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There are many reasons for cat vomiting; some of these are harmless, while others can be serious. Typically, a cat that is vomiting due to a more serious problem will show other signs of illness such as changes in toileting, eating and activity level. A cat that is vomiting up hairballs or food because of eating too fast or too much will usually not show any other significant behavioral changes.
It's important to realize that even if cat vomiting isn't due to hairballs, there is still likely to be bits of fur in the vomit. This is because cats usually clean themselves several times a day by licking their fur. Brushing a cat with a wire pet brush with little rubber balls on the end can help reduce the amount of fur the animal ingests. Many cats also enjoy being brushed.
Changing a cat's food, along with the cat overeating or eating too quickly, is a very common reason why it would vomit after meals. New food may cause gastrointestinal issues, so a change in litter box habits such as diarrhea or constipation may result along with cat vomiting. If there are no other signs such as loss of appetite or lethargy, the cat may just have an upset stomach. A veterinarian visit should be the next step though if the stomach problems don't quickly improve as the reason may be due to a food intolerance. For example, although many cats love milk, they may also have an intolerance to the lactose, or natural sugar, in it, just as humans do.
Intestinal parasites is a common reason for cat vomiting that must be attended to by a veterinarian. He or she may prescribe medicine to get rid of the worms. This de-worming should be monitored by a veterinarian rather than done at home since the worm medication may also cause vomiting in cats.
Feline urinary syndrome is another common cause of vomiting in cats. A veterinarian should be called if a cat's toileting habits are changed, especially frequent attempts by the cat to urinate without much urine occurring. Pet owners with outside cats have to be especially careful of this reason for vomiting.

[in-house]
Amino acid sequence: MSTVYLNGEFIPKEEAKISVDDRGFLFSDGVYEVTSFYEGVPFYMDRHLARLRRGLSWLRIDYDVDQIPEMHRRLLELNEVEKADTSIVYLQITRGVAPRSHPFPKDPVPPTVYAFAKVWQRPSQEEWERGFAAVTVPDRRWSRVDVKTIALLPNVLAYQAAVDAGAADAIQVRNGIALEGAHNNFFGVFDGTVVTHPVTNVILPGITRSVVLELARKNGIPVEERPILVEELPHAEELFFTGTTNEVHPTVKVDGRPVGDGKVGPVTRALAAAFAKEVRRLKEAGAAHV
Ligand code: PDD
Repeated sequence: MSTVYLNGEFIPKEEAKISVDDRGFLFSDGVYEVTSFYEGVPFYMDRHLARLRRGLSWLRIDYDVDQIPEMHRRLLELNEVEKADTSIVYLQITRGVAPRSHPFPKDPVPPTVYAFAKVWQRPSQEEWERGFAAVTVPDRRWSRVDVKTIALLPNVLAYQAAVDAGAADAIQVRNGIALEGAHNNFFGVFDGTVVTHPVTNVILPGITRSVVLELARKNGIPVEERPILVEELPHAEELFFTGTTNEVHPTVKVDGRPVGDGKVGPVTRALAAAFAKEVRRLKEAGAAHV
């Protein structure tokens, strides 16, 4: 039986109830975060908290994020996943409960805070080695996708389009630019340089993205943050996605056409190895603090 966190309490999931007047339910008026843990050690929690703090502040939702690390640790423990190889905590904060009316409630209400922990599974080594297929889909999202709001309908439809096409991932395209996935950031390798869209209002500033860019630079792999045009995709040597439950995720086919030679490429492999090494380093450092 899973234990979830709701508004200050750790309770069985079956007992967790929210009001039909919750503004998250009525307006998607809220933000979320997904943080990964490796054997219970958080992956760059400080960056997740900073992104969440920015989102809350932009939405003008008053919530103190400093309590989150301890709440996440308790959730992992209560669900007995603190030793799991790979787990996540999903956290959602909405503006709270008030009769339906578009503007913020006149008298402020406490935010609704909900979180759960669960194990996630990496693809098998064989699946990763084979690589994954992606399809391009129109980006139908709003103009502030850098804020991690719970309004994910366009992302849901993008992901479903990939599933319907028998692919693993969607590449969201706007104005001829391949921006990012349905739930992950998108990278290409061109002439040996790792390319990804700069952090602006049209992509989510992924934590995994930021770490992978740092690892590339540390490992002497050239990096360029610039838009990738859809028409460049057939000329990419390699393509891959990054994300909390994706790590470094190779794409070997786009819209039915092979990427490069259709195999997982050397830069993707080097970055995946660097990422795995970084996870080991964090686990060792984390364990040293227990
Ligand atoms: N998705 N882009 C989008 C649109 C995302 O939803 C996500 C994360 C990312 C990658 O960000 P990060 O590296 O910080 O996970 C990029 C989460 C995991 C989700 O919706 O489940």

If there is any chance that a cat is vomiting due to ingesting poison, such as antifreeze, fertilizer or chocolate, emergency veterinary help should be sought immediately. It's very common for cats to eat things they shouldn't. Sometimes, it may be spoiled food, but this could still cause contamination that should be checked by a veterinarian.
If cats vomit during travel such as in a car it may be because they have a nervous stomach and are anxious about the trip. Cat vomiting may also occur if the animal becomes overheated though, so it's important to ensure that the pet is well cared for and at a comfortable environment during travel. Another reason cats may vomit during travel is motion sickness. A veterinarian can usually prescribe medication to prevent nausea and vomiting due to motion sickness.
My cats vomits up hairballs and whenever they eat stale food. To combat this I give each cat a third cup of food in the morning and seal it back up in a plastic case when they are done. I put the food back out in the evening and put it away again. They almost never vomit when I do this. If your cat vomits food they are probably eating too fast or the food is stale and you need to throw it out. If the cat is vomiting liquid that is white, they may be sick and you should bring them to the vet.
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